Celebrating Pride Month 2023: How to Be a Positive Ally All Year Round

pride month

It’s June, and that means one great thing: It’s PrideMonth!

You don’t need me to tell you that Pride Month feels a little fraught this year. There’s a lot going on across our communities, and it often feels like we’re taking one step forward, two steps back when it comes to the rights, equality, and inclusion of marginalized individuals.

As we celebrate Pride, it’s essential to recognize and acknowledge the continued challenges faced by different groups across different parts of our community.

Pride Month serves as a moment of reflection, highlighting the barriers and stigma that LGBTIQA+ immigrants and asylum seekers face. It’s also an opportunity for clinicians like us to deepen our understanding of their unique struggles and explore ways in which we can offer support. 

By gaining insight into the LGBTIQA+ immigrant experience, we can become the positive allies our clients need.

Understanding the LGBTIQA+ Immigrant Experience

Throughout the world, the LGBTIQA+ community faces significant obstacles and legal exclusions, often leading them to seek refuge elsewhere. They flee to countries like the United States because their home countries are not safe for them, subjecting them to persecution, discrimination, imprisonment, torture, sexual assault, and even death based on their sexual orientation or gender identity.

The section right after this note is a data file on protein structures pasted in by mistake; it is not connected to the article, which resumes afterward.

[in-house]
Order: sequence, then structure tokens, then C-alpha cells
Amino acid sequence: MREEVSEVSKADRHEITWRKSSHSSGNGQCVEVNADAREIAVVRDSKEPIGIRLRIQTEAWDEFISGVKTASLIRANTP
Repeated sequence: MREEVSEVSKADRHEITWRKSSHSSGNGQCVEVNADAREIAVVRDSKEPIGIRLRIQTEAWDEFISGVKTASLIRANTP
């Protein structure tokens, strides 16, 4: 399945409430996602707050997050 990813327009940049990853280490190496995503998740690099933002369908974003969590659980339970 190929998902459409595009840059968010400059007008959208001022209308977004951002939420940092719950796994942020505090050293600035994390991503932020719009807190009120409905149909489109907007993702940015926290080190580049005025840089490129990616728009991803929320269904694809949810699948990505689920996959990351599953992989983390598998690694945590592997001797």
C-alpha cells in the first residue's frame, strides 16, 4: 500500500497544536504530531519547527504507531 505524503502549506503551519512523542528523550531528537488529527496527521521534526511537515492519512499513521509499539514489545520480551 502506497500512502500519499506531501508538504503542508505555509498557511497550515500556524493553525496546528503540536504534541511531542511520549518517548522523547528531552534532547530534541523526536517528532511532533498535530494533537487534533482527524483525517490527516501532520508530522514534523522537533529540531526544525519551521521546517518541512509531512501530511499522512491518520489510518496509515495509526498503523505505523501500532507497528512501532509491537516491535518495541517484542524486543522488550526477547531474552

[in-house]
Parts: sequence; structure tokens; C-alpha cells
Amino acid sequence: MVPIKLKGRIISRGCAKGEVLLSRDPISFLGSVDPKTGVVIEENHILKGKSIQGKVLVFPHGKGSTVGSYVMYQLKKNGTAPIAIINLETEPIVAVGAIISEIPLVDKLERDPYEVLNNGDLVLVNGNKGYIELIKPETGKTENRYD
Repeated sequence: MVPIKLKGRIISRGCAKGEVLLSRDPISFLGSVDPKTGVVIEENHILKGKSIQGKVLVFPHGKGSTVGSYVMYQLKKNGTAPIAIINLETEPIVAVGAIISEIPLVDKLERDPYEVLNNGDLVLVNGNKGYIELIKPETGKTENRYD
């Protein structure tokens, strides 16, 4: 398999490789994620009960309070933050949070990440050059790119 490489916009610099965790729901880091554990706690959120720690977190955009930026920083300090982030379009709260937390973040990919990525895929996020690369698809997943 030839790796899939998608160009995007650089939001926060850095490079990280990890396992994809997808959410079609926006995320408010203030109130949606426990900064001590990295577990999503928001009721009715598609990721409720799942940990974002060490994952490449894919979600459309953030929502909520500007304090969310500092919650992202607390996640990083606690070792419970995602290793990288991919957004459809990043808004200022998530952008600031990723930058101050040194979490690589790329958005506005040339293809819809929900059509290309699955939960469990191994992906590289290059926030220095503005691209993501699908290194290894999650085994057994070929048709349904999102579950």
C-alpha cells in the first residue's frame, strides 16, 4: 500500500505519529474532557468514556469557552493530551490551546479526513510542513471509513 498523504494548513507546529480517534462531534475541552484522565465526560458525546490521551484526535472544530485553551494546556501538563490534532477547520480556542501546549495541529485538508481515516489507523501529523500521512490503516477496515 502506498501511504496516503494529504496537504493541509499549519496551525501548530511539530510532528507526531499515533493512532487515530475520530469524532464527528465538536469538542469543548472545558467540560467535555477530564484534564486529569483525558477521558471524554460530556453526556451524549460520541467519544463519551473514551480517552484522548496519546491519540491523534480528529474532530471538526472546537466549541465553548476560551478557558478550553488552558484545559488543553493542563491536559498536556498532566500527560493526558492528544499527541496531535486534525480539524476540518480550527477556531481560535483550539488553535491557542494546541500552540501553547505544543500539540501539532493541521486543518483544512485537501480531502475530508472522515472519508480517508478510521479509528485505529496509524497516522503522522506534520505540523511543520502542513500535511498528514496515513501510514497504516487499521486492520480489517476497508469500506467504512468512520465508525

Some LGBTIQA+ asylum seekers have the opportunity to prepare for their journey, gathering resources and support and familiarizing themselves with the asylum and visa processes they must navigate. However, many others are forced to leave their homes abruptly and unexpectedly, often without adequate resources or support. 

They arrive in the United States without appropriate knowledge or documentation, and some may not even realize that they qualify for asylum based on their sexual orientation.

What Does it Mean to Be a Supportive Ally?